Check It Out How good is your Russian? You are on page 1of 11 Search inside document I have downloaded the following very helpful Free Android Apps Russian Alphabet by DG software and they have transliteration very close to the passport system and as well as pronunciation Easy Russian Language Learning by Pin Drop Apps has great listing of the top Russian words you can flip through.
Very, very, handy to build up your vocabulary first with the most common words out there. To help you grasp the apps better I have included below my system for attacking the Russian alphabet. Partly inspired by the web page below to which I added a bit of my own ideas. I think the best way to get a grasp on the Russian alphabet is to look at transliteration of the Russian alphabet into our own Latin alphabet.
YES you can actually write Russian with the Latin alphabet. The Passport system that equates the Russian alphabet to one or two Latin letters put together is pretty neat. By anchoring yourself into being able to convert the Russian alphabet to Latin you are able to build a bridge between the two. Below I included the Passport system for changing Russian alphabet to Latin letters so you can get a grasp as you make the transition.
There is but one letter I would change and I talk about it later.
Now Latin letter I is written as a backwards N in Russian. Pretty simple those are all your vowels. It also seems like Russian has a Y sound in front of all the vowels and thus has alphabet letters for these sounds, YA YE YI YO YU, here is what I mean We have in English alphabet the sounds YA written as a backwards R in Russian , YE written as the familiar looking letter E in Russian , YI a hard I sound written as bI and sounds like the y in oyster , YO is an E with two dots above it, I think of yodeling during Christmas, and the e stands for an evergreen ie Christmas tree with two lights on top, note in the passport system they write it as ye but it really should be yo since that is the sound, like Yo in York , YU a unique letter that looks like a stylized fish swimming to the Right its the first letter you see in Yuri Gagarin, Yuri is a common name.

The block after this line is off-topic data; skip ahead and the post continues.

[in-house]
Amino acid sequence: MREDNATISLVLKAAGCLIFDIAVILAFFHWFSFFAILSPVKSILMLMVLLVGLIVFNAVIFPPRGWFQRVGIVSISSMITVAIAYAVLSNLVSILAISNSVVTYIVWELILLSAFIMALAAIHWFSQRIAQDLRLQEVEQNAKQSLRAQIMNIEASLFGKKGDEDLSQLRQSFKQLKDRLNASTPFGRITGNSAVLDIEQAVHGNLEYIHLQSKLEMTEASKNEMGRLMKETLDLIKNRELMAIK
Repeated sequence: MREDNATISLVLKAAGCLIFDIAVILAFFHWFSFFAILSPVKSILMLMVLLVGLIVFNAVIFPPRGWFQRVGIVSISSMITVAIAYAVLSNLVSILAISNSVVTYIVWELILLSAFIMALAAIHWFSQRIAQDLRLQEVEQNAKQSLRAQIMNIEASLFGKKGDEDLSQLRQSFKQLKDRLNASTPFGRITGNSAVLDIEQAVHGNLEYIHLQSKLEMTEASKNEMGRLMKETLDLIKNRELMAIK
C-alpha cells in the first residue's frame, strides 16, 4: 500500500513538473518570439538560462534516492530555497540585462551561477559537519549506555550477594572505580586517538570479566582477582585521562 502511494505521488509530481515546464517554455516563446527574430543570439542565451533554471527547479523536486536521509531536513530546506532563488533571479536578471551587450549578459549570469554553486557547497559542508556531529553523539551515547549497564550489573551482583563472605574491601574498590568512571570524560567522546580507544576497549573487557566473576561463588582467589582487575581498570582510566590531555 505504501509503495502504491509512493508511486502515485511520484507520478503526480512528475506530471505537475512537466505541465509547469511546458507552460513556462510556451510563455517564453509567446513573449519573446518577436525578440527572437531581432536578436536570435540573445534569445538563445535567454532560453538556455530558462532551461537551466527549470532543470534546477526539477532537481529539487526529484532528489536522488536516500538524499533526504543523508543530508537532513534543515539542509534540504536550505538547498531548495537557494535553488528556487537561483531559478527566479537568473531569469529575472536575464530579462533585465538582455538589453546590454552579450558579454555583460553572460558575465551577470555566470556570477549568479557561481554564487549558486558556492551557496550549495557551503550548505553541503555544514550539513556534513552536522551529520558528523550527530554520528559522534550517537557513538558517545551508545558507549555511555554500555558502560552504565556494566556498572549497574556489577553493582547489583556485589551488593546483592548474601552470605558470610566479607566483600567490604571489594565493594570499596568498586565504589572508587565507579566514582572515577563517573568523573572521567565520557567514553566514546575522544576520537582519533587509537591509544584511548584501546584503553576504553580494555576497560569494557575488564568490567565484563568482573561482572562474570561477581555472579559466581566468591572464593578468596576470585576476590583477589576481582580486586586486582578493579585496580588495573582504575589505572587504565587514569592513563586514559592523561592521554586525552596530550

The backwards Russian letter N is the only way to write the letter I found in the Latin alphabet. The G is Greek Gamma letter. The D looks like a squared off Delta.
The L looks like a cropped off and squared Lambda. One thing that helps with the Russian letter for ZH it looks like a bug and is the beginning letter for the word Bug in Russian!